Anne Plater turned up with her son Michael, a former rower of eights, so he went out with Victoria in her coastal pair and Anne coxed Mike and me in a Teifi.
It was the last day in October and we were in T shirts.
As we returned Mike got this shot of the coastal with Hayling bridge behind.
Saturday, 25 October 2014
We launched our boat, the Solent galley Langstone Lady, at Warsash and rowed to Town Quay, conveniently about 100 yards from the pub.
As we returned down Southampton Water, we spotted Sir Ben Ainslie hammering up the channel in his foiling America's Cup challenger.
I took this snap with my mobile phone, a Nokia Lumia 930. The resolution really is incredible - the view as we saw it from the boat was more like this:
Friday, 17 October 2014
He is not planning to go out tomorrow when the river will look more like this:
Head of the Charles, the biggest two-day regatta in the world with more than ten thousand rowers and nearly half a million spectators. It looks very civilised actually. I would have expected complete carnage especially as it is organised by no fewer than thirty committees.
Mike's partner Victoria will, however, be competing. Good luck!
Friday, 10 October 2014
Back home, Langstone Cutters may have to check the bearings on the boat trailer soon:
Thursday, 9 October 2014
Sunday, 5 October 2014
Friday, 3 October 2014
Langstone's own under-18 girls rowed Holly, a Salter skiff, in a time of 3hr 20min, and came fifth in their class - a very good place considering only one of them was over 16 and that by only a week. If they had been in the under-16s they would have come third.
Thursday, 2 October 2014
Look at Christine Ball in bow and Aileen McGovern in stroke leaning back - practically horizontal. Shelley Cook is coxing when the picture was taken but can also do that thing. The passenger was Molly, who was encouraging and helpful throughout.
They finished 16th overall in a time of 2hr 58min, winning the veteran ladies trophy, the ladies (of any age) cup and the fastest Thames skiff trophy, a lovely model of a lovely wooden skiff that is much lovelier than a Salter, it has to be said.
The small skiffs have a history of winning - they start at the front so they don't have to fight their way through the pack like the big boats do. On the other hand, they are more or less alone on the river for most of the race so they have to keep the pace up without the stimulus of competition. If a bigger boat comes up before the last few hundred yards, they are toast.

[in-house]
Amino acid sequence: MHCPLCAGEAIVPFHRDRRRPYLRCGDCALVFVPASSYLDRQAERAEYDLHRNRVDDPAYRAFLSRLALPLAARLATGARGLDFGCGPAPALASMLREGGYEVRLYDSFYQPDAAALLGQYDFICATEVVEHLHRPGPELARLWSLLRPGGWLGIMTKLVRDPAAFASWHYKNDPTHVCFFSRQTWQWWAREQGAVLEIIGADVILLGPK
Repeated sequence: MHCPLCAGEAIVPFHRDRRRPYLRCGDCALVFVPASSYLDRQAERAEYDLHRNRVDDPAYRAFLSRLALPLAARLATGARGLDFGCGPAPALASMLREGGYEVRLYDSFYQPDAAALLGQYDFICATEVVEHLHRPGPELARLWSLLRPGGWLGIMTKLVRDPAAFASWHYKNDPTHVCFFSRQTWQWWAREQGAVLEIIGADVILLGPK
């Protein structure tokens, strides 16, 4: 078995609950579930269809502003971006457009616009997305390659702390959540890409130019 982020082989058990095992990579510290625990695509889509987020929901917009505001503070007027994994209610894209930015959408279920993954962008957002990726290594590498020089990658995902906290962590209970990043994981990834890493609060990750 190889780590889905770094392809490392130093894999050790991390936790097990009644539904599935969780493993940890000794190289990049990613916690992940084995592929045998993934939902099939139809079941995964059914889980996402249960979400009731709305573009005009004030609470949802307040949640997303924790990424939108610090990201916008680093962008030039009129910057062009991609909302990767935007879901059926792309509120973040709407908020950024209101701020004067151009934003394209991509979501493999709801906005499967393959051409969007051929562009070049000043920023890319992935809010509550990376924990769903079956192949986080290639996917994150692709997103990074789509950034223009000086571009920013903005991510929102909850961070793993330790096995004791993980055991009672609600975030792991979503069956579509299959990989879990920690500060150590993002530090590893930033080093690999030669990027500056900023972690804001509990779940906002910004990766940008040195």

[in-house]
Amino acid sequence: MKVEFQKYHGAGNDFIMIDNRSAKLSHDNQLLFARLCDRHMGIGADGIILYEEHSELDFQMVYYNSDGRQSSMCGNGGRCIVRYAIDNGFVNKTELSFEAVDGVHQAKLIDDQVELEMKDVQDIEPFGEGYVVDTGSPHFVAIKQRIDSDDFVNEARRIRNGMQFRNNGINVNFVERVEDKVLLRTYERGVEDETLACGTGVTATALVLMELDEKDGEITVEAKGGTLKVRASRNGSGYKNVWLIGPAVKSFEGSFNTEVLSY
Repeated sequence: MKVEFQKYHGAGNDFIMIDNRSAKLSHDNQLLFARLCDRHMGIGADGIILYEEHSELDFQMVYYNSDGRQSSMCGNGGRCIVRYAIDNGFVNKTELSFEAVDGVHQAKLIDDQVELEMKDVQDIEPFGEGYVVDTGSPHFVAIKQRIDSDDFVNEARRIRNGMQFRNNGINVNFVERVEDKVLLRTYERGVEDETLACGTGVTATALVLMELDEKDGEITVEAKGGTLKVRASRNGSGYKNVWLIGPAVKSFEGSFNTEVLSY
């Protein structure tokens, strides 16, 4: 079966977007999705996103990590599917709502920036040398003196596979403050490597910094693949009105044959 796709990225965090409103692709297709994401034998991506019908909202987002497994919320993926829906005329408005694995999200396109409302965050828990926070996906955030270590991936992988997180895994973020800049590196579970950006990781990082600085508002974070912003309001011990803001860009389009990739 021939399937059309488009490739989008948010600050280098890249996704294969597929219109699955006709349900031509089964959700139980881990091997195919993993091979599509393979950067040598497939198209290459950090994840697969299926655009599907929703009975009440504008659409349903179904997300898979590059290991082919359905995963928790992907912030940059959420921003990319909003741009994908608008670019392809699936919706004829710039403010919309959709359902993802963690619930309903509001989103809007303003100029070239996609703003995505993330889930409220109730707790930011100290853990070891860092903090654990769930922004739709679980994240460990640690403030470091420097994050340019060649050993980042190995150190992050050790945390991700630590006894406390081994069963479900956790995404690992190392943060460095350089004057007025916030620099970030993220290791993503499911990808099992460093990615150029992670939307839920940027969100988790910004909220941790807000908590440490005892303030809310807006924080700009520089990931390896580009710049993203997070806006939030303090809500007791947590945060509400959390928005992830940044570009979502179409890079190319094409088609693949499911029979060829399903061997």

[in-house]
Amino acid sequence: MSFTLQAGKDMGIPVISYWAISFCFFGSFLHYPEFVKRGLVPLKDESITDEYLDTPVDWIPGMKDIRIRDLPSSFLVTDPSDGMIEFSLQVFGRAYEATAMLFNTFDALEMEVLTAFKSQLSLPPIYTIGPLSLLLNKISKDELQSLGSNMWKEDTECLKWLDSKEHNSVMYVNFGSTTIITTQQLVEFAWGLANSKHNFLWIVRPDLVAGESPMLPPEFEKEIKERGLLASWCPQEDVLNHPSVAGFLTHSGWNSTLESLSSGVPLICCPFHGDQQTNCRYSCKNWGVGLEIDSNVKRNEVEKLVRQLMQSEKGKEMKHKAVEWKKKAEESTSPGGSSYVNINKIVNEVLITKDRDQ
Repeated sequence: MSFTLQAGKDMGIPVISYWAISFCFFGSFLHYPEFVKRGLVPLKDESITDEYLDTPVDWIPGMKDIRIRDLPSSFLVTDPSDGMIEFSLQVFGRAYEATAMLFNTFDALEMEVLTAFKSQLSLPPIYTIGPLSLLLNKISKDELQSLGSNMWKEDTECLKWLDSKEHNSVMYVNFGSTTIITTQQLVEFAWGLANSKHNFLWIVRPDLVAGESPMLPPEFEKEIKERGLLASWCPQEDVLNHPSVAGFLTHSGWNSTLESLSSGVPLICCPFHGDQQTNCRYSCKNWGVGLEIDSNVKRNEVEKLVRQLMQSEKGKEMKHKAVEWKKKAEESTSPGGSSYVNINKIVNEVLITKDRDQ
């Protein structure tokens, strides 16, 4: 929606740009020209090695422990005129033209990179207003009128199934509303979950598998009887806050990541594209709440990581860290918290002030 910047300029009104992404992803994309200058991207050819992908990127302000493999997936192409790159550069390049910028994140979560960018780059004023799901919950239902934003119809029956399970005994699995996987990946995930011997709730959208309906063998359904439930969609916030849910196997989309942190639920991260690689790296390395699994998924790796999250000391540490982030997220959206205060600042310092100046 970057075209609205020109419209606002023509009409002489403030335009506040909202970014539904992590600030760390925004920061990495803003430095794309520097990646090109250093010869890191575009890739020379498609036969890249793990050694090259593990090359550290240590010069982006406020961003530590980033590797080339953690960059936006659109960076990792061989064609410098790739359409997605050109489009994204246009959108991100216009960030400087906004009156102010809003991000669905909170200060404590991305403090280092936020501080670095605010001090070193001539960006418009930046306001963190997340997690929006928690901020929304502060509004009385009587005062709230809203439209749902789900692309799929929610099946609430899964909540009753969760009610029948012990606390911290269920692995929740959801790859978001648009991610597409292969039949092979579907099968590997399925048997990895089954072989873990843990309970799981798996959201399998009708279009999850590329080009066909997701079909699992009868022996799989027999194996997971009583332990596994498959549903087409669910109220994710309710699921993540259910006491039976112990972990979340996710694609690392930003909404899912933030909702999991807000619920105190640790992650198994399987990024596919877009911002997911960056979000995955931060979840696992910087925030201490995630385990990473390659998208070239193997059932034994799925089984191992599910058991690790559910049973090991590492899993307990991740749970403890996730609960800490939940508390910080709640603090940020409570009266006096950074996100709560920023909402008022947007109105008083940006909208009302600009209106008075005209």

So well done girls!
Thanks to Paula Bray for the pic.
Wednesday, 1 October 2014
Monday, 29 September 2014
This makes it very difficult to overtake. A cox can shout and scream about how near the opposition is and how easily they can get past, but the crew never really takes it seriously. Meanwhile, the crew in front can see doom approaching and redoubles their efforts.
Gladys got stuck behind our rival Claydon skiff Witchoar for ages. They started slightly before us for some reason. Here we are slogging through Chiswick unable to get past.
Eventually it got too absurd and we managed to up the stroke rate for long enough to get through. Then Witchoar seemed to lose heart, as often happens. Now we could see their timing get ragged as they faded into the distance.
But as we approached the finish line, it nearly happened to us.
Just a few seconds later, came this:
This time it was us who had to give everything we had as we saw the much faster boat relentlessly approaching. But we held them off, finishing a few boat lengths ahead - 14 seconds ahead in fact.
But that was GOOD ENOUGH. Gladys was 30th, Bembridge 31st. Yay us!
Thanks to Ron and Cheryl Williams for the top pictures, and Paula Bray for the lower ones.
Sunday, 28 September 2014
She is 20ft long, beam 5ft 6in and draws 18in. The mug of tea is extra.
"A friend of mine is selling a gig I sold to him many years ago. It's actually in good condition, teak centerline, iroko planking, teak thwarts etc but it does need reframing. I am keen it finds a good home rather than be bought by someone for firewood. It's just gone on eBay.She certainly would make a great raid boat, as long as you can raise a crew of six to row her effectively. I think she would make a great club boat, possibly for Sea Scouts or Cadets. Bidding has reached £51 but the purchase price would be the smallest part of the cost of the boat, of course.
I did work up a price to reframe it in oak. He has sails. I have spars. It would make a great raid boat. Trailer is for local use only. Do you know anyone who may be interested? Could you possibly put it on your blog to raise awareness? If so, eternally grateful!